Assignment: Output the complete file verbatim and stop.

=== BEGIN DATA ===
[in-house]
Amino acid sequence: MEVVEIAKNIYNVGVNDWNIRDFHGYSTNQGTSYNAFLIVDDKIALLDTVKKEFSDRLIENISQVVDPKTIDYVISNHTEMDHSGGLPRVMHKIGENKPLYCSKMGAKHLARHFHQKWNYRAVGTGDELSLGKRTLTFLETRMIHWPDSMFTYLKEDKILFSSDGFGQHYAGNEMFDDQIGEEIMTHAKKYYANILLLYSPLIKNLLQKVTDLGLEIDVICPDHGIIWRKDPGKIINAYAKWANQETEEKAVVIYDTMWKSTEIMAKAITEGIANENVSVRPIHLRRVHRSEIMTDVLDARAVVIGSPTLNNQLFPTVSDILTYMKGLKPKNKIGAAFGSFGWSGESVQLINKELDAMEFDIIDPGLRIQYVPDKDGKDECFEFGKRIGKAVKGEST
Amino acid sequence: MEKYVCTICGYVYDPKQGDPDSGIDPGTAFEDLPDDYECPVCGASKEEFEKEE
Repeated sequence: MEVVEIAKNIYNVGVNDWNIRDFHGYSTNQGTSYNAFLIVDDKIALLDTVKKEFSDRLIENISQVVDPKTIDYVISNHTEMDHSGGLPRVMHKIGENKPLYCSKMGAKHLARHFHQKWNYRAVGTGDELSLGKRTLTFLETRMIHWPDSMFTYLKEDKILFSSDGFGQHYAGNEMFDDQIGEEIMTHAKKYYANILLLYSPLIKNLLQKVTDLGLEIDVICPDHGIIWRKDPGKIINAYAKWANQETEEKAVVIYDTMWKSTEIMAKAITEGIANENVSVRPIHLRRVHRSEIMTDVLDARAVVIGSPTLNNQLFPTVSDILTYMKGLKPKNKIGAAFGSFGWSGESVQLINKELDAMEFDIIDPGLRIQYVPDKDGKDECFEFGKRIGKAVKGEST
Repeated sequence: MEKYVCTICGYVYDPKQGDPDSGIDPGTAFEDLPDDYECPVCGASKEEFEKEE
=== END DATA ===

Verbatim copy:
[in-house]
Amino acid sequence: MEVVEIAKNIYNVGVNDWNIRDFHGYSTNQGTSYNAFLIVDDKIALLDTVKKEFSDRLIENISQVVDPKTIDYVISNHTEMDHSGGLPRVMHKIGENKPLYCSKMGAKHLARHFHQKWNYRAVGTGDELSLGKRTLTFLETRMIHWPDSMFTYLKEDKILFSSDGFGQHYAGNEMFDDQIGEEIMTHAKKYYANILLLYSPLIKNLLQKVTDLGLEIDVICPDHGIIWRKDPGKIINAYAKWANQETEEKAVVIYDTMWKSTEIMAKAITEGIANENVSVRPIHLRRVHRSEIMTDVLDARAVVIGSPTLNNQLFPTVSDILTYMKGLKPKNKIGAAFGSFGWSGESVQLINKELDAMEFDIIDPGLRIQYVPDKDGKDECFEFGKRIGKAVKGEST
Amino acid sequence: MEKYVCTICGYVYDPKQGDPDSGIDPGTAFEDLPDDYECPVCGASKEEFEKEE
Repeated sequence: MEVVEIAKNIYNVGVNDWNIRDFHGYSTNQGTSYNAFLIVDDKIALLDTVKKEFSDRLIENISQVVDPKTIDYVISNHTEMDHSGGLPRVMHKIGENKPLYCSKMGAKHLARHFHQKWNYRAVGTGDELSLGKRTLTFLETRMIHWPDSMFTYLKEDKILFSSDGFGQHYAGNEMFDDQIGEEIMTHAKKYYANILLLYSPLIKNLLQKVTDLGLEIDVICPDHGIIWRKDPGKIINAYAKWANQETEEKAVVIYDTMWKSTEIMAKAITEGIANENVSVRPIHLRRVHRSEIMTDVLDARAVVIGSPTLNNQLFPTVSDILTYMKGLKPKNKIGAAFGSFGWSGESVQLINKELDAMEFDIIDPGLRIQYVPDKDGKDECFEFGKRIGKAVKGEST
Repeated sequence: MEKYVCTICGYVYDPKQGDPDSGIDPGTAFEDLPDDYECPVCGASKEEFEKEE